I know quite a few Taiwanese who would violently disagree with you there. To them, Mandarin Chinese (I’m assuming that’s what you’re talking about) is just as much a foreign language as English is – worse even, because they see Mandarin as the language of an oppressive invader, a stigma which English does not share (at least not when it comes to Taiwan). And seeing as the chance to meet a foreigner who knows a local language is almost zero (unless you know where to look for them)…

OK, I took a shortcut there indeed, sorry!

I live in Taipei, and most of the younger people speak Mandarin. I have a lot of colleagues who don't understand Taiwanese, or understand it but can't speak it. But yes, there is a very large part of the population, in particular older people, or even young people who live in the south part of Taiwan, who don't speak Mandarin as primary language (be it Taiwanese, Hakka or another tribe language).
I think that in my perspective of being a western foreigner, I almost never had anyone talk Taiwanese to me. Even a grandmother working at the vegetable market in Kaohsiung would talk to me in Mandarin. Which is why I reduced this post as "speaking Mandarin VS speaking English".

Another reason for people speaking English is probably that there are not so many foreigners who can speak Mandarin. As a business owner, if a foreigner comes in, if English proved to work 90% of the time, and Mandarin proved to work in 30% of the time only, I can understand that they will use English at first.


I don't have much to say on this topic than if you are speaking okay Chinese and the listener uses some form of body language or uses English as a response then I would regard that as insulting. Having spent so much time to try to understand this language and yet be treated as if I didn't is to me quite insulting regardless of intent. If I was in this situation then I would directly bring it up and tell the person that it is more disrespectful to devalue the effort put into learning the language than it is to speak Chinese to a foreigner. Furthermore, in this situation it is not like they are assuming you can speak Chinese, they already know you can so there is no excuse to use the same techniques you would use with someone who actually couldn't understand the language.



I've lived out in Asia for almost 30 years, and let me tell you one thing I've learned. Chinese people are *certain* that Chinese cannot be learned by foreigners, so it is always a surprise and a never heard of before thing when you can speak it with them. My kids are native speakers and they are already tired of it.

I've gone to restaurants, ordered food in perfect Chinese (even down to the dialect where I practiced it), and had the waiter look at me as if I had three heads. I'd repeat myself three times before it finally dawned on the waiter that I wasn't speaking some foreign language, but actually speaking Chinese. Talk about cognitive dissonance! And yes, I'd check with my friends who overheard the exchange and they'd agree that I wasn't stuffing the tones or pronunciation. Even the waiter would agree, but he'd explain that because I was white, he was sure I wasn't speaking Chinese.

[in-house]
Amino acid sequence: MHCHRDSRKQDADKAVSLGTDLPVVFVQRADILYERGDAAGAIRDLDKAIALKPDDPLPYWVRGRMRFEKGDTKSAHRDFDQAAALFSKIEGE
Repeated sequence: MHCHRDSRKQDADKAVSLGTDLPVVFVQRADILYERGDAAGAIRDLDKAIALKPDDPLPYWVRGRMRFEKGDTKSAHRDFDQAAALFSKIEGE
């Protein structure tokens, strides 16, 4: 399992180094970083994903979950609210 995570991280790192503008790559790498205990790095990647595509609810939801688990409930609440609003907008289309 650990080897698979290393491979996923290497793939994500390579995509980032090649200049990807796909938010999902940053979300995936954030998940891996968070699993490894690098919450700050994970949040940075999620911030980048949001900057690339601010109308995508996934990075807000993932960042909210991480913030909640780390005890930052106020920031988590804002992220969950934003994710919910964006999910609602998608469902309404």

It's a Chinese conceit, and one that will not be changed anytime soon.

In some cases, people want to practice their English and we'd have the funny situation where the white guy is speaking Chinese to the English speaking Chinese guy.

In short, don't worry about it. Speak in whatever language you want, and let them speak in whatever language they wish to reply in (although sign language is a bit hard for me, so I won't go that far). And learn to laugh about it. My attitude is that there is nothing awkward about it, especially if real communication is actually happening.

It's like I tell new users of chopsticks - if you get the food in your mouth, you're doing it right.
Hahah glad to read your experience of living for a long time in Asia pdwalker!!
You are right, I won't be able to change the whole society, so I'd better learn how to deal with it and get used to it. The only people I can get to change (a bit) are my friends, in the end.

I'm going through lots of different phases since I moved to Taiwan 5 years ago, and this is probably just one of them.
- At first, I got annoyed when all my work meetings were in Chinese, because I couldn't understand, and our work performance is monitored. So I'd ask if people could speak English more often.
- Then in the last 2 years I spent a lot of efforts telling everyone during meetings that it was OK to speak Chinese. Because people's habits don't change easily, I literally had to start the meeting telling colleagues that they could go ahead and speak Chinese every single time.
- Now my goal is to get friends and colleagues to talk to me in Chinese during our private discussions. Some of them do it, but some of them, every new day they start speaking in English to me. And if I'm not careful and start replying in English, it propagates to other colleagues who were speaking Chinese to me, they start speaking English to me all over again.

But I still have to improve my Chinese. I am sure that when my Chinese is as good as my English, things will change for the better.
Before this happens, I'll still do my regular studying routine every day :)